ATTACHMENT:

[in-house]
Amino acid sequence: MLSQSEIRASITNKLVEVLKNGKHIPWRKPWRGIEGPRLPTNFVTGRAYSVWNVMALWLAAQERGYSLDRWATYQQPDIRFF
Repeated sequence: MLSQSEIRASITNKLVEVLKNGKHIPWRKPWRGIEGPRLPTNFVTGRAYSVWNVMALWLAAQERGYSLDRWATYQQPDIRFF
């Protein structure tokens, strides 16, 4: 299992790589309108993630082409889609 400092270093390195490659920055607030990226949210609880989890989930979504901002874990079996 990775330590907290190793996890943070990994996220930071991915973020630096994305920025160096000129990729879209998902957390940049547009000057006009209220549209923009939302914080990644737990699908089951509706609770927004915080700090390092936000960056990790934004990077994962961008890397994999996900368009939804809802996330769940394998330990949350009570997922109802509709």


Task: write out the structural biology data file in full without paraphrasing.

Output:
[in-house]
Amino acid sequence: MLSQSEIRASITNKLVEVLKNGKHIPWRKPWRGIEGPRLPTNFVTGRAYSVWNVMALWLAAQERGYSLDRWATYQQPDIRFF
Repeated sequence: MLSQSEIRASITNKLVEVLKNGKHIPWRKPWRGIEGPRLPTNFVTGRAYSVWNVMALWLAAQERGYSLDRWATYQQPDIRFF
């Protein structure tokens, strides 16, 4: 299992790589309108993630082409889609 400092270093390195490659920055607030990226949210609880989890989930979504901002874990079996 990775330590907290190793996890943070990994996220930071991915973020630096994305920025160096000129990729879209998902957390940049547009000057006009209220549209923009939302914080990644737990699908089951509706609770927004915080700090390092936000960056990790934004990077994962961008890397994999996900368009939804809802996330769940394998330990949350009570997922109802509709």